AN EVALUATION OF SOLID PHASE MICROEXTRACTION FOR ANALYSIS OF ODORANT EMISSIONS FROM STORED BIOSOLIDS CAKE
Abstract:Odors are a common occurrence at wastewater treatment plants, biosolids processing facilities, and biosolids recycling locations. Accurate, objective measurement techniques are needed to monitor emissions, to develop new waste handling procedures and to reduce the production of the volatile gases.The objective of this study was to evaluate the use of solid phase microextraction for measuring common odorants that are found in biosolids facilities. The odorants were collected and concentrated by solid phase microextraction (SPME) and then quantified by gas chromatography with detection by mass spectrometry. A 75-μm Carboxen-Polydimethylsiloxane coating was used for the analysis of trimethylamine, dimethyl sulfide, dimethyl disulfide and methyl mercaptan. Gaseous standards were generated for individual compounds and for dry and wet mixture from permeation apparatus. The differences found in sensitivity between fibers, the competition for the active sites on the fiber and the production of artifacts make SPME well suited for qualitative analysis and enables quick screening for the identification of compounds with adverse organoleptic characteristics.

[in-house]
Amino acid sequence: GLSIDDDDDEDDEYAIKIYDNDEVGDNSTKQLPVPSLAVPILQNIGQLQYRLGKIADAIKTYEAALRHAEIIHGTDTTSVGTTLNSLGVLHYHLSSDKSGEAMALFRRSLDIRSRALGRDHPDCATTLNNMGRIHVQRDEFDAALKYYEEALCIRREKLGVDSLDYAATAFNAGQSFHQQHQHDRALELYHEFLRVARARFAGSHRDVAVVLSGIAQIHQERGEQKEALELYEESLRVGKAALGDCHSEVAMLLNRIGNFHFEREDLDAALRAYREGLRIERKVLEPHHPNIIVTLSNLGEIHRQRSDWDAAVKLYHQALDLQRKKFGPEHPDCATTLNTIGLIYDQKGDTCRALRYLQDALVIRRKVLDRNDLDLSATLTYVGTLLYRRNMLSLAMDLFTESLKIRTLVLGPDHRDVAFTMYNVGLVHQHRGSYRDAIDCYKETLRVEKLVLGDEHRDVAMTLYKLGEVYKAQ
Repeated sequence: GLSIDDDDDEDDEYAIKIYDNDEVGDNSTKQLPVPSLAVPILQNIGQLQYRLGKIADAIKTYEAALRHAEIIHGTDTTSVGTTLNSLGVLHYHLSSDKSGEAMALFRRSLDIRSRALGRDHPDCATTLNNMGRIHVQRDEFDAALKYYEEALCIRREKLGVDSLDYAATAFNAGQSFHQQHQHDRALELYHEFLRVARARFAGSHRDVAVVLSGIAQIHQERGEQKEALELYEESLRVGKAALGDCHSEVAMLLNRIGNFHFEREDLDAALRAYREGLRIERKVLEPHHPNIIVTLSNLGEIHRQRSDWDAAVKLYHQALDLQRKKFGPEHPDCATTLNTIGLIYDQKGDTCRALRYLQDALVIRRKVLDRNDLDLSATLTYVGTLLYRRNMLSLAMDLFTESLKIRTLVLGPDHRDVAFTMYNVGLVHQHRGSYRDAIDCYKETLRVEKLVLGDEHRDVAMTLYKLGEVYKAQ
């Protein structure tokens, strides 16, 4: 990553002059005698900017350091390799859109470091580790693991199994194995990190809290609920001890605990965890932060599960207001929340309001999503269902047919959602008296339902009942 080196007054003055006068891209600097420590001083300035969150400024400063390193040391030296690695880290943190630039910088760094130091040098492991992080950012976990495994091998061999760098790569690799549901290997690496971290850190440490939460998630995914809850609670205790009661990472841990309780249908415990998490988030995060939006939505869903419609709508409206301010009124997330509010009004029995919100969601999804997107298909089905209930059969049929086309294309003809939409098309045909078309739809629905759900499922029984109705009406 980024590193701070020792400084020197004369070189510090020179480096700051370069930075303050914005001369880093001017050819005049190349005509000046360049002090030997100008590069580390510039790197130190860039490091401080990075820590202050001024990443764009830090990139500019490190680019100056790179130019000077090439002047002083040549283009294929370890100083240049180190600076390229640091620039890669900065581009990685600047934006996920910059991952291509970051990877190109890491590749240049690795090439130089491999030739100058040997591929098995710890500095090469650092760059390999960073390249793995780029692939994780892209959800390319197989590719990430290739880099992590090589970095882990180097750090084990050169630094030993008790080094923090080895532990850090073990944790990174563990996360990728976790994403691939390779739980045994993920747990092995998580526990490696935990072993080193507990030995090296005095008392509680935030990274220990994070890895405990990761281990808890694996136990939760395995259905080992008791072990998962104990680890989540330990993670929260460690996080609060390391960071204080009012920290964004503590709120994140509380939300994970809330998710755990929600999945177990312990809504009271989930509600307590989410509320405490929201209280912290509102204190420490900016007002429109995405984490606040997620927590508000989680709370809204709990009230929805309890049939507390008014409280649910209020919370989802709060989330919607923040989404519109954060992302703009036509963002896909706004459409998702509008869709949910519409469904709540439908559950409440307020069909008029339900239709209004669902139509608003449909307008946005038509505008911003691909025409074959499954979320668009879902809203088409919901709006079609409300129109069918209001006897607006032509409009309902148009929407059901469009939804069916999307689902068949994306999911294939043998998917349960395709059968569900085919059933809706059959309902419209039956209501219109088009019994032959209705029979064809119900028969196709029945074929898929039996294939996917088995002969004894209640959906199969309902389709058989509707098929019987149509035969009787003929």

Document Type: Research Article
Publication date: January 1, 2004
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